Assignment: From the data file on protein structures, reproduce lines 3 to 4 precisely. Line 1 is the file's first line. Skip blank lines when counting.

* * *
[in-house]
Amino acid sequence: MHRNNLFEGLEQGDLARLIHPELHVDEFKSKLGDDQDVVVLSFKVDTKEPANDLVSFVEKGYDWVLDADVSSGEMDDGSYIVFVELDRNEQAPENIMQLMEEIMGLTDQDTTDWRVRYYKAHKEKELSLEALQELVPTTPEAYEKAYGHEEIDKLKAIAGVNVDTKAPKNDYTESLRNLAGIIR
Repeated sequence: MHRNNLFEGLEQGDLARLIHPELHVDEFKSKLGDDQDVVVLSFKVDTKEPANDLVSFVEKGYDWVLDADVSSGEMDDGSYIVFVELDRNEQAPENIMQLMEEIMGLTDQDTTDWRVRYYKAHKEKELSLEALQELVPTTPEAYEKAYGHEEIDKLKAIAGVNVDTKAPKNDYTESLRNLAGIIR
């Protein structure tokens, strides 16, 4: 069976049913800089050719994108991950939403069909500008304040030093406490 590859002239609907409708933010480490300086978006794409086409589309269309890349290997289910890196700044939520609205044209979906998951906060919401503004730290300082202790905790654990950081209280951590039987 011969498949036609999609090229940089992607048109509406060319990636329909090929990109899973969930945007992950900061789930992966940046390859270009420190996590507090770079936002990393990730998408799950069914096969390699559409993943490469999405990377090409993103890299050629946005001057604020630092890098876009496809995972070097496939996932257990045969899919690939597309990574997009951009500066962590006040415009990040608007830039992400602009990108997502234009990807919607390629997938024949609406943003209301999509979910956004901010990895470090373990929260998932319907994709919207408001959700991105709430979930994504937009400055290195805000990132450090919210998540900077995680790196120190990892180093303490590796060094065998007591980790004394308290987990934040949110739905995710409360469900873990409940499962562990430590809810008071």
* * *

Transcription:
Repeated sequence: MHRNNLFEGLEQGDLARLIHPELHVDEFKSKLGDDQDVVVLSFKVDTKEPANDLVSFVEKGYDWVLDADVSSGEMDDGSYIVFVELDRNEQAPENIMQLMEEIMGLTDQDTTDWRVRYYKAHKEKELSLEALQELVPTTPEAYEKAYGHEEIDKLKAIAGVNVDTKAPKNDYTESLRNLAGIIR
């Protein structure tokens, strides 16, 4: 069976049913800089050719994108991950939403069909500008304040030093406490 590859002239609907409708933010480490300086978006794409086409589309269309890349290997289910890196700044939520609205044209979906998951906060919401503004730290300082202790905790654990950081209280951590039987 011969498949036609999609090229940089992607048109509406060319990636329909090929990109899973969930945007992950900061789930992966940046390859270009420190996590507090770079936002990393990730998408799950069914096969390699559409993943490469999405990377090409993103890299050629946005001057604020630092890098876009496809995972070097496939996932257990045969899919690939597309990574997009951009500066962590006040415009990040608007830039992400602009990108997502234009990807919607390629997938024949609406943003209301999509979910956004901010990895470090373990929260998932319907994709919207408001959700991105709430979930994504937009400055290195805000990132450090919210998540900077995680790196120190990892180093303490590796060094065998007591980790004394308290987990934040949110739905995710409360469900873990409940499962562990430590809810008071």